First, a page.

Tails Blog

Care for your pets while your away

Steve Coppell - Sunday, October 13, 2013

Pets are an ongoing responsibility so when we do need to go away for any period of time and can't take our pets with us, we need to know there are options available to allow this.

Kennels and Catteries
This is commonly the first option looked at with pet owners. You must be prepared to book early for this service especially over the big holiday periods such as Christmas, Easter and school holidays. So this isn't the best option when the break is last minute, unless it's off peak. A lot of pets do well with this option if they get used to it early, the more timid pets can be taken for a night earlier to get used to it, so you and they know it can be a good option.

Neighbours friends and family
Depending on how well you know your neighbours, this can be a good option especially if they also have animals. This also gives you added security for your home as they can clear your mailbox and check on your house, even closing curtains and turning on and off lights so to make the house appear to be occupied and not a target for burglars. Your pets might be familiar with the people doing the caring while you are away and that can be reassuring to them. 

House Sitters
This is another house based option which means there is someone living in your house while you are away taking care of your house and pet, mail, plants etc.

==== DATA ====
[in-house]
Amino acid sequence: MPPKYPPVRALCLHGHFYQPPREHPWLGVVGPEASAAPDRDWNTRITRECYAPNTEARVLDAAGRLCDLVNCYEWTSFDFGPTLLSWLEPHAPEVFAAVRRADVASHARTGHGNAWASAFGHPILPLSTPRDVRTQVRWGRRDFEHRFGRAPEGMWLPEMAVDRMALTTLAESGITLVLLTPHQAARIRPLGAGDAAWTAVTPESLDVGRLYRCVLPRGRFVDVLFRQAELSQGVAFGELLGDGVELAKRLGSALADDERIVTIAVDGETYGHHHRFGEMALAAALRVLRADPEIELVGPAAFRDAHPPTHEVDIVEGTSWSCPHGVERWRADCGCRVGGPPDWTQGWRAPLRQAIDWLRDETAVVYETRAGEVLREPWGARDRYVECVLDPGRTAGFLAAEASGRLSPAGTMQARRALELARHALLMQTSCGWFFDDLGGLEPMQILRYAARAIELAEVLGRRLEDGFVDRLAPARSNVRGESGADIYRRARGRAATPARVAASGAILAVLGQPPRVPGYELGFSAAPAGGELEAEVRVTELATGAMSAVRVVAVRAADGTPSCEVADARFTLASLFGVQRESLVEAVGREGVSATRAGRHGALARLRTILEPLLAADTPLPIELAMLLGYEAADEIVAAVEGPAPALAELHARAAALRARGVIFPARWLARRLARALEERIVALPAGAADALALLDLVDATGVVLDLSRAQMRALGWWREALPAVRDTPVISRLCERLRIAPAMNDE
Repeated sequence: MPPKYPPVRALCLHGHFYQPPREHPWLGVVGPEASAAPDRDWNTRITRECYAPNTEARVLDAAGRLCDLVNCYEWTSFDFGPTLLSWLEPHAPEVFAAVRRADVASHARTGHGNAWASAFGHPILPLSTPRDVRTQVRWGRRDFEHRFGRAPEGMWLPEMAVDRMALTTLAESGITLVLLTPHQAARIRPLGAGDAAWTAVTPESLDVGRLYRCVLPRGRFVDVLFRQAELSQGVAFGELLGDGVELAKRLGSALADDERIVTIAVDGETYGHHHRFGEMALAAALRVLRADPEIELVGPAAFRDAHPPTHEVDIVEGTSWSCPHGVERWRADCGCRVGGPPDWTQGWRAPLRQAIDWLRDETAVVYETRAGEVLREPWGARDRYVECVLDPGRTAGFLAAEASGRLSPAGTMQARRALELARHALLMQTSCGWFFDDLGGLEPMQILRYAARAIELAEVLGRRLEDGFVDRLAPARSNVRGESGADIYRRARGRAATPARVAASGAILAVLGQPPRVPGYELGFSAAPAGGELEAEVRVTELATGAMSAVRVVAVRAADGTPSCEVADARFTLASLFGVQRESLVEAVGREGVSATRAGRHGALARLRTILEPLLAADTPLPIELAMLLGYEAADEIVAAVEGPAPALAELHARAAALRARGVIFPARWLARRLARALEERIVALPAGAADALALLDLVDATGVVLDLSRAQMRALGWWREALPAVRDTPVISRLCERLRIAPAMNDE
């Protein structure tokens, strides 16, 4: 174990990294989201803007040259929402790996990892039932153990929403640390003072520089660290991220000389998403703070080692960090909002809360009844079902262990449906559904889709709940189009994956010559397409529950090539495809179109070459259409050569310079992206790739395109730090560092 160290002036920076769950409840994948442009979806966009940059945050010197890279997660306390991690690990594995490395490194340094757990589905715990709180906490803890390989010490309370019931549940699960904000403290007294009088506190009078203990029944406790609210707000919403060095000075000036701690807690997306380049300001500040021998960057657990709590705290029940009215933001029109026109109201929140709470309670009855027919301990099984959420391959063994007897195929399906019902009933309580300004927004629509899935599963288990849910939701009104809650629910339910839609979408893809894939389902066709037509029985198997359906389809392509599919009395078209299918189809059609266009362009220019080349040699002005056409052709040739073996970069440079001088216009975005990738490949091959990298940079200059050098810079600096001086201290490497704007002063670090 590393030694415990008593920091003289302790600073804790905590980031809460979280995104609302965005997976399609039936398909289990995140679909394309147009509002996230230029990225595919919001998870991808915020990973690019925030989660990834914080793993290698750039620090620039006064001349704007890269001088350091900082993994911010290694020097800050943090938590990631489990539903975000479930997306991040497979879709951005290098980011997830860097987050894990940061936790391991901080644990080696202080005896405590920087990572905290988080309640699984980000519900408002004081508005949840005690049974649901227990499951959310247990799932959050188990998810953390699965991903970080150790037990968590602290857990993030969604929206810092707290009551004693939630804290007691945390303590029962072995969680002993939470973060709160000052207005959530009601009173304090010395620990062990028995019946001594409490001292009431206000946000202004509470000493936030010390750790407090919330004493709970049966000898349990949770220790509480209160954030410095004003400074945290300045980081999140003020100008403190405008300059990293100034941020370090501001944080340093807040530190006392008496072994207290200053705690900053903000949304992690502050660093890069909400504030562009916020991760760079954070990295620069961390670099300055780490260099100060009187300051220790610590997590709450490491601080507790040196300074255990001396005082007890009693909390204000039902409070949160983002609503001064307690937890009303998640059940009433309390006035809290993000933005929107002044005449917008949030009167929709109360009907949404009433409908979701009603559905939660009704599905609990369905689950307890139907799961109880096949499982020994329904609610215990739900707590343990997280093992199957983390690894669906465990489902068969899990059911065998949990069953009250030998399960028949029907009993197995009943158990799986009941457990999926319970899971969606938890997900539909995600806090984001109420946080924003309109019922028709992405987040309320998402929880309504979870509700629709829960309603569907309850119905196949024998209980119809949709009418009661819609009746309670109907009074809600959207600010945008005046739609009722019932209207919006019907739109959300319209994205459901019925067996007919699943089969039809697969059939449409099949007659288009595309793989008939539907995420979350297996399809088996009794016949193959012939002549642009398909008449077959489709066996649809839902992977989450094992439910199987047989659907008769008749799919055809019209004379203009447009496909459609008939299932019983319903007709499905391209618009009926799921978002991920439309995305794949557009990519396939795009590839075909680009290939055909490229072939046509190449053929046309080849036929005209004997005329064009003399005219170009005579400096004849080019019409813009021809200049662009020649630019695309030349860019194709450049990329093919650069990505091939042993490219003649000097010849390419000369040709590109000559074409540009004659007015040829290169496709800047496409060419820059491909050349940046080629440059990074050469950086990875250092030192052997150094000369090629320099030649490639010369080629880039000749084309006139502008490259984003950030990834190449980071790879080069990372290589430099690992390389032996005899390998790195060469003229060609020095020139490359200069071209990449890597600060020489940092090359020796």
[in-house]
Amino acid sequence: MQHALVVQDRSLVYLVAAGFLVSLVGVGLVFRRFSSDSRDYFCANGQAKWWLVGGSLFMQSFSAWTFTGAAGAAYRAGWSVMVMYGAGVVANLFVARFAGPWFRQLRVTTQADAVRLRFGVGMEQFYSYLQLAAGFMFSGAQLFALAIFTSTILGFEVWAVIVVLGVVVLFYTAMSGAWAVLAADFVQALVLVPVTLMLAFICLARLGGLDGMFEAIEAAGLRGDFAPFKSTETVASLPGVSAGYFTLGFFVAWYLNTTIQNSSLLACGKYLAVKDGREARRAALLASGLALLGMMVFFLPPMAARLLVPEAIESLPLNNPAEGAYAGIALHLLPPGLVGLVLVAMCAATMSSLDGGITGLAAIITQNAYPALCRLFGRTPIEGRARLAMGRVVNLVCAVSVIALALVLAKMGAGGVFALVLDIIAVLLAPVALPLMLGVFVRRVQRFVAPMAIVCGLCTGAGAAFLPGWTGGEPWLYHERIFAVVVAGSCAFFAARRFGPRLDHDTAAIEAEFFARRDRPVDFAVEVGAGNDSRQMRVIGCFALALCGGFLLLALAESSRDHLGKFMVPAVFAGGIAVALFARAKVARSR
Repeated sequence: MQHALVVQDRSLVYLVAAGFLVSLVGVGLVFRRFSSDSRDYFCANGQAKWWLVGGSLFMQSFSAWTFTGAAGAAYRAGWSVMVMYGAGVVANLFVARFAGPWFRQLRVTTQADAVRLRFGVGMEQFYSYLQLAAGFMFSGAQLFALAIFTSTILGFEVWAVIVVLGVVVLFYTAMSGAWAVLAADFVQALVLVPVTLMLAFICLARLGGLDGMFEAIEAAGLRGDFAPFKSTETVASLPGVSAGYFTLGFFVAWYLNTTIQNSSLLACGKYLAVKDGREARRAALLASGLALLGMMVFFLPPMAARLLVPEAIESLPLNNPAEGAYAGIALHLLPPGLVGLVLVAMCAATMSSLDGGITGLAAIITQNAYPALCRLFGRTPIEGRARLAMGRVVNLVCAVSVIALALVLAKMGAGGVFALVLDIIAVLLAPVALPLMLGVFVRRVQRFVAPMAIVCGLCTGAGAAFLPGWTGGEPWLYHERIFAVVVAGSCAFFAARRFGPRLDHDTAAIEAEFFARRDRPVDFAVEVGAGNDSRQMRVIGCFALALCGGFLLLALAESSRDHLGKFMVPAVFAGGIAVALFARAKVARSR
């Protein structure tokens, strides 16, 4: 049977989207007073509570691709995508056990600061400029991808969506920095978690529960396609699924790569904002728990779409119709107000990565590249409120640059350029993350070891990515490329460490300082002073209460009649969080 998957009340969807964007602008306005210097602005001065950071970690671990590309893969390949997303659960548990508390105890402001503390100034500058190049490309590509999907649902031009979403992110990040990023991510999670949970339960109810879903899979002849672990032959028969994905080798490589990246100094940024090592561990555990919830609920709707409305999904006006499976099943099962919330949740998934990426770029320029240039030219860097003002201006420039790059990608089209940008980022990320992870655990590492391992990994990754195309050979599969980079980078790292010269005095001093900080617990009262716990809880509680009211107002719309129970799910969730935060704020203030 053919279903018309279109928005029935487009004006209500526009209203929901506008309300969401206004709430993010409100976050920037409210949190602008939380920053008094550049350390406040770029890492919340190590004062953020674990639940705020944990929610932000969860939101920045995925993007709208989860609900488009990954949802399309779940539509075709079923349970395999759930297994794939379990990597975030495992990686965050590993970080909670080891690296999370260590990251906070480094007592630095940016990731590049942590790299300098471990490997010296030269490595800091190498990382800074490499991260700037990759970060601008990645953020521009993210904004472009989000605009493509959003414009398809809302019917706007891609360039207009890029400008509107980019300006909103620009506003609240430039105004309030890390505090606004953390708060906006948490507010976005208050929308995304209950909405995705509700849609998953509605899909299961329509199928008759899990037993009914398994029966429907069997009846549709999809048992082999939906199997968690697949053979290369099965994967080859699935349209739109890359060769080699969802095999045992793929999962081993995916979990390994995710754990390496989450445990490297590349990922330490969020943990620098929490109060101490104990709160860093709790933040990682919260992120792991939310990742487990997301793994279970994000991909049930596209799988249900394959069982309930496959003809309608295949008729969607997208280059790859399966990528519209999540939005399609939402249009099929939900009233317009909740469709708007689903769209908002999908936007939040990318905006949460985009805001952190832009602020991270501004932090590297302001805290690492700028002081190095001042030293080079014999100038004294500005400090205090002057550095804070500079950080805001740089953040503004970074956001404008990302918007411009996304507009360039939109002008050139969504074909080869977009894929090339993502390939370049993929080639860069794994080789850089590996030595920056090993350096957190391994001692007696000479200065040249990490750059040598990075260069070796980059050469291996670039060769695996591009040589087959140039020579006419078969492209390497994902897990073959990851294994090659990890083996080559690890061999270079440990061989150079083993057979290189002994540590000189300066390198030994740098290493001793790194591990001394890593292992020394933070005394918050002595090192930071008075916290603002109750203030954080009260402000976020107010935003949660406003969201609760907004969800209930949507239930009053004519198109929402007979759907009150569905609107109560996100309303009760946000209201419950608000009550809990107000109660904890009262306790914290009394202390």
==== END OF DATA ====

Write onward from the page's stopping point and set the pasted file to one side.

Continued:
Pet Feeding Services
Feeding services are becoming more popular because we don't always know our neighbours well enough to ask them to feed our pets. Some people don't want to impose on neighbours. So a paid option is preferred. Services often include having your mail collected and plants watered and all the needs of your pet can be asked for and met. Pets generally feel happier in their home environment and their daily routines don't need to change too much.


Steve Coppell - Monday, October 07, 2013

Because it's spring let's talk about allergies

Allergies occur when a persons immune symptom reacts to substances that are normally harmless.



Symptoms of an allergic reaction may include sneezing, wheezing, runny nose, sore, red or itchy eyes, itchy skin to name a few.

Allergic reactions to pet hair

People often associate an allergic reaction to pets and more especially to pet hair, when in fact this unpleasant reaction is usually caused by pet dander, which is flakes of dry dead skin released with the hair.

Low allergenic dog breeds 

People who suffer from allergies can still have dogs for pets. There are a number of breeds that are naturally low allergenic. These include Shih tzu, Bichon frise, Schnauzer, poodle to name a few.

Dogs that suffer with allergies

Dogs can suffer with allergies too. They can react to plants and weeds that grow in their yard, foods they shouldn't eat, or flea bites.